Formulating rules and consequences
Clarity about expected behaviour
This involves creating a set of rules about what behaviour is acceptable in your family. One way of formulating rules is to look at areas where your child is struggling to behave appropriately. You don’t need to look at every small behaviour that is troublesome, only the more disruptive ones. There are also the rules that teach children to deal with everyday tasks such as looking after toys, not hurting other children, being polite, doing homework etc… In order that expectations don’t become overwhelming the rule of thumb is - the younger the child, the fewer the rules. A child of 3 may be able to handle three or four rules. A child of 8 could manage eight or nine.
Deciding on consequences
The importance of consequences is that they give children a choice. Once a child knows the consequence, they can make an informed decision whether to behave as expected or take the consequence. Choice teaches children responsibility and it also gives them a sense of control over their lives.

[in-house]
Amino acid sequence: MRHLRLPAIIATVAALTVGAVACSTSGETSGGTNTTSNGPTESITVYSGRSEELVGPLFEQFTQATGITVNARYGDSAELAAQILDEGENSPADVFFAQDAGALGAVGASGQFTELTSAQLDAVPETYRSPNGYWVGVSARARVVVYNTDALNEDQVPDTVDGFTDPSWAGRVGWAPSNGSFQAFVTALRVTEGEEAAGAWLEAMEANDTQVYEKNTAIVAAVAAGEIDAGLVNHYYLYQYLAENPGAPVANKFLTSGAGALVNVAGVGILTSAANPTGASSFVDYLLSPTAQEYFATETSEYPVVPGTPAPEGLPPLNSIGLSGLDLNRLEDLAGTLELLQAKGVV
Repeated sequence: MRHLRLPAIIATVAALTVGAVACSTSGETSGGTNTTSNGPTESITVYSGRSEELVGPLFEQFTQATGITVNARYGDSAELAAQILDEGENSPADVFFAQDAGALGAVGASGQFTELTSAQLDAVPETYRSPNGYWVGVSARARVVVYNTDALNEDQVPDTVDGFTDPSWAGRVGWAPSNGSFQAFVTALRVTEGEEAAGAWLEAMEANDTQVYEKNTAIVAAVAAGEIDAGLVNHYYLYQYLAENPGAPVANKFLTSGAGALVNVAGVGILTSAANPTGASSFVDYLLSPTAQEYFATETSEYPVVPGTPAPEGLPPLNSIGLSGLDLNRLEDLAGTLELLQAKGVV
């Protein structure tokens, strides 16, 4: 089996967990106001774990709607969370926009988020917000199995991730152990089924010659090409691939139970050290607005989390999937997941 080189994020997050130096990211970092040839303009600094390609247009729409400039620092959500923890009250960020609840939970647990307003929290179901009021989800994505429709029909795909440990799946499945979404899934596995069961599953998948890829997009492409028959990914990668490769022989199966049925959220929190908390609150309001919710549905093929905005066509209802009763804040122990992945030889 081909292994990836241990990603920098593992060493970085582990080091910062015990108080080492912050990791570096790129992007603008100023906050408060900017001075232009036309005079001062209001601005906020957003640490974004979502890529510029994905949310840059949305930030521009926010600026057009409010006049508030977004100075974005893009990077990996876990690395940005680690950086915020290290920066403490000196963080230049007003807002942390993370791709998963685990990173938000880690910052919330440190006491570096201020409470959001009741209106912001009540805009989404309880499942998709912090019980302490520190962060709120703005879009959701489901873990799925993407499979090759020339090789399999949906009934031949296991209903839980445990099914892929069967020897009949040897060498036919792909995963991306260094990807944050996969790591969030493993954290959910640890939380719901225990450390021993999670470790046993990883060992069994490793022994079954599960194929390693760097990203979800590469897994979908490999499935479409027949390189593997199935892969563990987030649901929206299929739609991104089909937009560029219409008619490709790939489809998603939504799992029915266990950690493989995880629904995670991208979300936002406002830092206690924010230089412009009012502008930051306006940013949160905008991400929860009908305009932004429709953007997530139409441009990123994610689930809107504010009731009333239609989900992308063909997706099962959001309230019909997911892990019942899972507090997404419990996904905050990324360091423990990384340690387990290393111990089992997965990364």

Children from 5 or 6 and up can be involved in deciding what consequences should be. Children of all ages need a very clear understanding of what is expected of them and what will happen if they refuse to comply. Consequences could be loss of television time, play dates or weekend sweets etc … It makes sense that the more important rules have greater consequences.
Time-out is a helpful consequence for very disruptive behaviour such as biting and hitting, temper tantrums, or constant interruptions. The purpose of time-out is for both you and your child to regain control of yourselves. You can send your child to their room to play or do something else they enjoy. This is an effective way for them to regain their composure and it teaches them how to gain control over themselves. There is no need to close the door and the duration of time-out should be limited.
It is vitally important that rules and consequences are consistently applied. On a psychological level inconsistency creates insecurity and anxiety, and it stops the system from working.